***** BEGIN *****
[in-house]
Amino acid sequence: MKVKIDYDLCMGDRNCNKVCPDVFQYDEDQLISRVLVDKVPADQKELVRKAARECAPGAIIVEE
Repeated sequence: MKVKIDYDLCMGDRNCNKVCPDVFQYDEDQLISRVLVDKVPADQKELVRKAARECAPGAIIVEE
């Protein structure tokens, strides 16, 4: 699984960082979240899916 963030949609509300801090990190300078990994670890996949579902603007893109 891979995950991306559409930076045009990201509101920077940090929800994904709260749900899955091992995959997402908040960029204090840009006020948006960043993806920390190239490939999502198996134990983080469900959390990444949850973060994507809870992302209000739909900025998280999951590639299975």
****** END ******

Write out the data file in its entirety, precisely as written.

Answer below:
[in-house]
Amino acid sequence: MKVKIDYDLCMGDRNCNKVCPDVFQYDEDQLISRVLVDKVPADQKELVRKAARECAPGAIIVEE
Repeated sequence: MKVKIDYDLCMGDRNCNKVCPDVFQYDEDQLISRVLVDKVPADQKELVRKAARECAPGAIIVEE
């Protein structure tokens, strides 16, 4: 699984960082979240899916 963030949609509300801090990190300078990994670890996949579902603007893109 891979995950991306559409930076045009990201509101920077940090929800994904709260749900899955091992995959997402908040960029204090840009006020948006960043993806920390190239490939999502198996134990983080469900959390990444949850973060994507809870992302209000739909900025998280999951590639299975």